Atlanta is on the Piedmont Plateau, at an approximate elevation of 7001100 ft (220330 m) above sea level. The city is thus somewhat cooler than other places in the U.S. South, a fact that certainly helped the growth of the city before the introduction of air conditioning.

Atlanta experiences a very wide range of temperatures. Temperatures in winter are overall mild to warm, but cold-fronts can bring light accumulations of snow and lows occasionally plummet into the teens. However, days are usually in the 50's (10°C) and nights in the low to mid 30's (0°C). Ice-storms are very rare, but not unheard of. Summers are hot and humid, with temperatures frequently reaching above 90°F (32°C), thus the city earning the nickname "Hotlanta". Rainfall is high in late winter and early spring, and afternoon thunderstorms are common in summer. Spring and autumn are the best times to visit. The region is often affected during hurricane season (June through November) from remnants that spill out from the Gulf, bringing heavy rains and sometimes high winds.


Atlanta began taking substantive shape in 1837 when the Western & Atlantic Railroad selected the site as the Southern end of its tracks. The town was called Terminus until 1843 when it was renamed Marthasville after the daughter of Gov. Wilson Lumpkin. In 1847, the city was renamed Atlanta, supposedly a feminine form of "Atlantic" probably created by an engineer with the Western & Atlantic. The city was incorporated in 1847.

By the outbreak of the Civil War in 1861, Atlanta was a major railroad hub, manufacturing center, and supply depot. But, in 1864, in order to cripple transportation between the South and the North, Union General William T. Sherman's army burned all of the railroad facilities, almost every business and more than two-thirds of the city's homes to the ground during his infamous "March to the Sea." Atlanta lay in ruins, the only major American city ever destroyed by war.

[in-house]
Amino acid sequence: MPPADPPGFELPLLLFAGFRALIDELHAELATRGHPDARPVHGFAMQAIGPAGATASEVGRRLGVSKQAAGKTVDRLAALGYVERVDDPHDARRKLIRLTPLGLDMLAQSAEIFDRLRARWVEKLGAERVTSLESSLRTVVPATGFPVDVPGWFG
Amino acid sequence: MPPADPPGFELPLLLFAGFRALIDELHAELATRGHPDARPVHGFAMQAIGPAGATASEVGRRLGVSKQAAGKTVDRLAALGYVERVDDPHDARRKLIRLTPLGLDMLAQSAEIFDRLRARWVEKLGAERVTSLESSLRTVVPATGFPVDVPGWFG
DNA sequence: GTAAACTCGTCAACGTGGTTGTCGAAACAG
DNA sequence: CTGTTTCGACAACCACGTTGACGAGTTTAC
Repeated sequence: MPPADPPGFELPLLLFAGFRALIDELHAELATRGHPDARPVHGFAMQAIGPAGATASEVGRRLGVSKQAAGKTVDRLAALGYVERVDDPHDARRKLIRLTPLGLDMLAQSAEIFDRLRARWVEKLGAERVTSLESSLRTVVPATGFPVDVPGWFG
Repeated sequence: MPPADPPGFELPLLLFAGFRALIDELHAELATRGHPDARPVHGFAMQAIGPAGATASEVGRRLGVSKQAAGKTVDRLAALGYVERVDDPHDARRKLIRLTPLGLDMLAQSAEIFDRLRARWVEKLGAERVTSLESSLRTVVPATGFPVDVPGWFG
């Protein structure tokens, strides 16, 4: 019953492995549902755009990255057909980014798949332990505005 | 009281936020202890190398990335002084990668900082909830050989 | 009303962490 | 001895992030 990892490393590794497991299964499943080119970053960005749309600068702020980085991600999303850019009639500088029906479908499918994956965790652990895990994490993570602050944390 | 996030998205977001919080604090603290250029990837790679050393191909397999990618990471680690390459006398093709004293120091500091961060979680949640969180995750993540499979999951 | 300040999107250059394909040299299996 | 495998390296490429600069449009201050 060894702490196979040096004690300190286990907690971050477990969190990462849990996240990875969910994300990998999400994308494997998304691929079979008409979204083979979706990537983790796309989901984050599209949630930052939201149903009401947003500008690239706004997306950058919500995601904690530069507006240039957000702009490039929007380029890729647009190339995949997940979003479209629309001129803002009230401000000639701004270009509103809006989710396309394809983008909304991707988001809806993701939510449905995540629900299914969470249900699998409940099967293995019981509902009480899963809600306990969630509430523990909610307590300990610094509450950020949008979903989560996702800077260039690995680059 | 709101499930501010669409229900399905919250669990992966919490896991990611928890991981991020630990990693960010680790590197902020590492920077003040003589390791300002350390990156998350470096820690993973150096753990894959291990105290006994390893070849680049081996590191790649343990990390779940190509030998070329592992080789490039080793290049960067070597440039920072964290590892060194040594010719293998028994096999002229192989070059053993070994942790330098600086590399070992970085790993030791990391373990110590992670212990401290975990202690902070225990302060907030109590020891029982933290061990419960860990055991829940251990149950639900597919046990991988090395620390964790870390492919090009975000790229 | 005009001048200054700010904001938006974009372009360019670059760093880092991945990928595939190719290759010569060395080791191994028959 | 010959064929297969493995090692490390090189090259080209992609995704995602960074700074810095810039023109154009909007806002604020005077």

Atlanta's first resurgence began soon after. Within four years of Sherman's attack, the Georgia capital was moved from Milledgeville to Atlanta and a drive to attract new business was underway. In the meantime, colleges and universities began to open, telephones were introduced, and trolleys began to roll. In 1895, the Cotton States and International Exposition in Piedmont Park showed 800,000 visitors and residents that Atlanta was headed in a new direction and braced for the 20th century.

By the late 1920s, a downtown business sector had taken shape, giving Atlanta much of the distinct pattern it maintains today. At the same time, Atlanta Alderman (and later Mayor) William B. Hartsfield campaigned long and hard to convince the city to turn a vacant racetrack into an airport. Today, Hartsfield-Jackson International Airport is the world's busiest airport, with more than 80 million annual passengers.

While the city continued its economic surge, it also became known as the "City Too Busy to Hate." Atlanta and Georgia preempted much of the strife associated with the 1950s and '60s by taking the lead in the Southeast in strengthening minority rights. The city's strongest identification with the movement was through its native son, Dr. Martin Luther King, Jr.

Much has been accomplished in the last 25 years to elevate Atlanta to world-class status. An efficient (By the standards of the Southern US at least) public transportation system, MARTA, was put in place; Underground Atlanta was added to the entertainment map; the Georgia World Congress Center made the city a convention hub; the Georgia Dome was built in 1992; and Philips Arena was built in 1999.

From July 20 through August 4, 1996, all eyes were on Atlanta as it hosted the Centennial Olympic Games. The city successfully hosted the biggest Olympic Games ever, showcasing itself to 2 million people in person and 3.5 billion people through global broadcast.